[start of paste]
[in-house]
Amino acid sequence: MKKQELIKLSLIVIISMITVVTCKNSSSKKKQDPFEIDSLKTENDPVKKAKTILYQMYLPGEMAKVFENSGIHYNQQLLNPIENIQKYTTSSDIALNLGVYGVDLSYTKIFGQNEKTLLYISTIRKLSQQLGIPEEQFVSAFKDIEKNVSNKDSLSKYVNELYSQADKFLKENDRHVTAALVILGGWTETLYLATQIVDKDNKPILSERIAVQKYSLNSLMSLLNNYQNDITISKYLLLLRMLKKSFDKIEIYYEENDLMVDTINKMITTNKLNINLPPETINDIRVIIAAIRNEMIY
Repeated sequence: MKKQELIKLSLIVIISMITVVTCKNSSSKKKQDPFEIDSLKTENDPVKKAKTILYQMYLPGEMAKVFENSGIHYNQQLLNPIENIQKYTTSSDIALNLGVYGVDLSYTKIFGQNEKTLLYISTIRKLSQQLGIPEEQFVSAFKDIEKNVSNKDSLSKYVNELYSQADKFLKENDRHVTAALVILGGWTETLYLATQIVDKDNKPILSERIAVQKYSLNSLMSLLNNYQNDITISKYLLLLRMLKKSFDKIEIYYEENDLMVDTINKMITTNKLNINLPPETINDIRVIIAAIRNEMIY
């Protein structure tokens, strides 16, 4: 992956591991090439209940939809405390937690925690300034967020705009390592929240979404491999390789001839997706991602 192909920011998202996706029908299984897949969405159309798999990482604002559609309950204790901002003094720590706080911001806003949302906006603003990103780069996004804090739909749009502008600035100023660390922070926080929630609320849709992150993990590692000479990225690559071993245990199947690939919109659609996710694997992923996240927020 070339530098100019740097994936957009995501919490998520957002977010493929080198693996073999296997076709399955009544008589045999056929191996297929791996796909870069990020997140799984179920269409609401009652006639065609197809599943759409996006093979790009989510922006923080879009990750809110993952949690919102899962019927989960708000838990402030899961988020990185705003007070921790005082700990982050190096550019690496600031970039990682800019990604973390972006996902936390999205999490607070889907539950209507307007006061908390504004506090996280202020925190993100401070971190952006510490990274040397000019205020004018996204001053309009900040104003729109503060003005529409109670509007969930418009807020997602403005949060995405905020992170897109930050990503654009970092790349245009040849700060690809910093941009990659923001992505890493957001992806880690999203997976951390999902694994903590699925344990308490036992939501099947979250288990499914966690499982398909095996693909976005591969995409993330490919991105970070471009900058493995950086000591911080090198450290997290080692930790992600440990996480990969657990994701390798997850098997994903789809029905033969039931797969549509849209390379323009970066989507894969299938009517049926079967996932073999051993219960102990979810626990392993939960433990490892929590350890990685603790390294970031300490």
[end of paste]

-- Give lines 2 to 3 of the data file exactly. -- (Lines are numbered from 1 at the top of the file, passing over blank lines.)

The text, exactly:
Amino acid sequence: MKKQELIKLSLIVIISMITVVTCKNSSSKKKQDPFEIDSLKTENDPVKKAKTILYQMYLPGEMAKVFENSGIHYNQQLLNPIENIQKYTTSSDIALNLGVYGVDLSYTKIFGQNEKTLLYISTIRKLSQQLGIPEEQFVSAFKDIEKNVSNKDSLSKYVNELYSQADKFLKENDRHVTAALVILGGWTETLYLATQIVDKDNKPILSERIAVQKYSLNSLMSLLNNYQNDITISKYLLLLRMLKKSFDKIEIYYEENDLMVDTINKMITTNKLNINLPPETINDIRVIIAAIRNEMIY
Repeated sequence: MKKQELIKLSLIVIISMITVVTCKNSSSKKKQDPFEIDSLKTENDPVKKAKTILYQMYLPGEMAKVFENSGIHYNQQLLNPIENIQKYTTSSDIALNLGVYGVDLSYTKIFGQNEKTLLYISTIRKLSQQLGIPEEQFVSAFKDIEKNVSNKDSLSKYVNELYSQADKFLKENDRHVTAALVILGGWTETLYLATQIVDKDNKPILSERIAVQKYSLNSLMSLLNNYQNDITISKYLLLLRMLKKSFDKIEIYYEENDLMVDTINKMITTNKLNINLPPETINDIRVIIAAIRNEMIY